My relationship to pain

Recently, I said to a date, “Tell me about your relationship to pain.”

“I really fucking like having my ass spanked,” she replied. Non-responsively.

Had it not been our first date, were we not in a bar, I would have spend her ass really fucking hard. And repeated my question.

Given the context, I forwent the spanking and simply repeated the question.

Either I didn’t communicate clearly or she found the question as posed unanswerable. In any event, I offered to show her what I had in mind by describing my relationship to pain.

I don’t like experiencing pain, I told her. It’s not consistent with arousal for me. The moment I feel pain in a sexual context, it takes over the foreground of my experience and whatever else I may be feeling recedes, or disappears.

Outside a sexual context, I continued, I am able to find pain more… interesting. For better or worse, I am a person for whom pain is a fairly constant aspect of my life. And, as a person who meditates quite a bit, I’ve become fairly intimate with my pain over the years. I distinguish between aches and throbs, dull and sharp, quiet and loud. I notice when pain is relatively static and when it is more dynamic, shifting and changing, in sensation, location, intensity. I feel temperature in my pain. Usually warm. Sometimes hot. Very infrequently, freezing.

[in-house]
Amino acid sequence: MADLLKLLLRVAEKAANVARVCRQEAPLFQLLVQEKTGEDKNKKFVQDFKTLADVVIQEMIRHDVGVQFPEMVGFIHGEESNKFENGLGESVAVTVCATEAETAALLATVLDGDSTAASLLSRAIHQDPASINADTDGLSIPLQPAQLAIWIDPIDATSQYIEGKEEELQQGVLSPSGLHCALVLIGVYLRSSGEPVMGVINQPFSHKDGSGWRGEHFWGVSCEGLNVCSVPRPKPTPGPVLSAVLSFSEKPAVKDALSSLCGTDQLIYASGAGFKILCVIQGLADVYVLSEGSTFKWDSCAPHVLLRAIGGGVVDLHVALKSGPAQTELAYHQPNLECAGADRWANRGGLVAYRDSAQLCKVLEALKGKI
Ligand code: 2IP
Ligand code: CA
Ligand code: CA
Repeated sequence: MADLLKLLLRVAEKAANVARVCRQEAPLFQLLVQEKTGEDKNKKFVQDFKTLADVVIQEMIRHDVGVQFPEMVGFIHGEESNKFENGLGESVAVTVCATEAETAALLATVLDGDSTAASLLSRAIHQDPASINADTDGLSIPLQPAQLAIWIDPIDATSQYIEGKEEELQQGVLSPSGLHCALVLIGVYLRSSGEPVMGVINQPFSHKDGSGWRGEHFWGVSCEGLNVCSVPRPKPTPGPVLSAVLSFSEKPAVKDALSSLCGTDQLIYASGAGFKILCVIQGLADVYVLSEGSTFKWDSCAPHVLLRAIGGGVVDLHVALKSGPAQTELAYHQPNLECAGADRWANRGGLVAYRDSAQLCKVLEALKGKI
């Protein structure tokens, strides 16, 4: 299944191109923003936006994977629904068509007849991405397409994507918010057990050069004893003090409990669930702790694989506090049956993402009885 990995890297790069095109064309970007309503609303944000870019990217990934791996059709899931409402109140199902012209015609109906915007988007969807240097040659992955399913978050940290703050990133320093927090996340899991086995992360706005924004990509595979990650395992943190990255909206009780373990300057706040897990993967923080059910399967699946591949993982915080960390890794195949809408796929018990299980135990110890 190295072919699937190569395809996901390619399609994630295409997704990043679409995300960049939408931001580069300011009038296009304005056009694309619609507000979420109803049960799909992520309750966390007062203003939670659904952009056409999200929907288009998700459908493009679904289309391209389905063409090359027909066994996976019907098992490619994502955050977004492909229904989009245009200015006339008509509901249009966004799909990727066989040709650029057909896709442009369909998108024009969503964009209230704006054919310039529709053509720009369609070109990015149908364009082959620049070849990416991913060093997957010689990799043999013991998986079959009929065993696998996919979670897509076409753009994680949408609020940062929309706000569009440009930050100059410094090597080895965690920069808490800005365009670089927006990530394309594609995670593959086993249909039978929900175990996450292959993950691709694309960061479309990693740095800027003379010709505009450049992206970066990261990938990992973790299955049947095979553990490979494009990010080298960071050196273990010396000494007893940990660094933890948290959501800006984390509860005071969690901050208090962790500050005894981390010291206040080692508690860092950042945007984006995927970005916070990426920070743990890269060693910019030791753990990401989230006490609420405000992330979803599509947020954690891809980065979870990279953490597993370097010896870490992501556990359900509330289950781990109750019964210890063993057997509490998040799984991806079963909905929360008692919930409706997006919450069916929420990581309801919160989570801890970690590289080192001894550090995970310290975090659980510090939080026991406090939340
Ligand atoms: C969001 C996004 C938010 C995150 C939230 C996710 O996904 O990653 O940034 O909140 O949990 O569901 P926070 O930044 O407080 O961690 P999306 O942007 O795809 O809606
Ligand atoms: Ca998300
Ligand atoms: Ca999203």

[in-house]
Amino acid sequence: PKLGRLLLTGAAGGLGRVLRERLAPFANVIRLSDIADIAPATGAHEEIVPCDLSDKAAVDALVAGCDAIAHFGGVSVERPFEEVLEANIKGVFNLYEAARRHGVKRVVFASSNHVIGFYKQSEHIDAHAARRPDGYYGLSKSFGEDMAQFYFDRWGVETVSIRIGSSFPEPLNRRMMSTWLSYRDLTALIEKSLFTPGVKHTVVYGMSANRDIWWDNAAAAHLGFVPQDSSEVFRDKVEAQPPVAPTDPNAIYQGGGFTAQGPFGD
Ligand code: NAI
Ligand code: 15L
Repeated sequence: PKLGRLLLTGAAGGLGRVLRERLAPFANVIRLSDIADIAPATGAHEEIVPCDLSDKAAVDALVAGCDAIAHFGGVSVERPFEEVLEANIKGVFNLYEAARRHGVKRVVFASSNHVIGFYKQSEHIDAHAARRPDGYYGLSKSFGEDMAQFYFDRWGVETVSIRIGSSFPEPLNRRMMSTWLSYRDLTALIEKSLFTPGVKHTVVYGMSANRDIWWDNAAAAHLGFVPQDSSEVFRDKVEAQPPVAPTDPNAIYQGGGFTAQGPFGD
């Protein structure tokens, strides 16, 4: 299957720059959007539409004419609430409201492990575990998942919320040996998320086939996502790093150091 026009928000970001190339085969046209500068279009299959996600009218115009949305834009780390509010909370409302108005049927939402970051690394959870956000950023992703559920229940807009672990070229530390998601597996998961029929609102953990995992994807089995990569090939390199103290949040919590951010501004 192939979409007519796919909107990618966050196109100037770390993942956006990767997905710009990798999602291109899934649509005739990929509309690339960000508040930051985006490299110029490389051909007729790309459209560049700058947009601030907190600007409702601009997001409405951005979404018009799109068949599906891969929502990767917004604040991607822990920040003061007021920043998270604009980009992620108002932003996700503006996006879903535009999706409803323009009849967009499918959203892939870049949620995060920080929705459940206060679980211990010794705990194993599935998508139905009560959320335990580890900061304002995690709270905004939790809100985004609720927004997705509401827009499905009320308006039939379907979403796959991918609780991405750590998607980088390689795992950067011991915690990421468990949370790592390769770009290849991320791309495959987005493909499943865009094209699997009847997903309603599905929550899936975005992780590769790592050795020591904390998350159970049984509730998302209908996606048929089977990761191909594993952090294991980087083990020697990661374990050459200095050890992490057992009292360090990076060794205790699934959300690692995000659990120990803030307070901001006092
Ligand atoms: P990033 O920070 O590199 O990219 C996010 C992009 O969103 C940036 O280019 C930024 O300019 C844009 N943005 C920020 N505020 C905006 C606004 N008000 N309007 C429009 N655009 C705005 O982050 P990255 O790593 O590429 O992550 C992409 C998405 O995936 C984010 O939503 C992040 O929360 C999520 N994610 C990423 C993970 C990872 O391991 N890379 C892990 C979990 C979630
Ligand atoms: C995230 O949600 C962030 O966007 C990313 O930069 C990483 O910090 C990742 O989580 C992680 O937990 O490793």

My own experience of my pain is that, generally speaking, it doesn’t go away. At best, I become distracted from it, it suffers from my neglect, pulsing on never the surface, clamoring for attention, but not getting it.

It rarely stays the same for more than a moment or two, even if it’s more static: it does shift, I can see, when I look closely at it. Like cells moving under a microscope, the closer I look, the more variety I can discern.

There is a separate set of questions, about how I relate to inflicting pain on others. That, alas, will wait for another day. Though I’ve surely written about it before….

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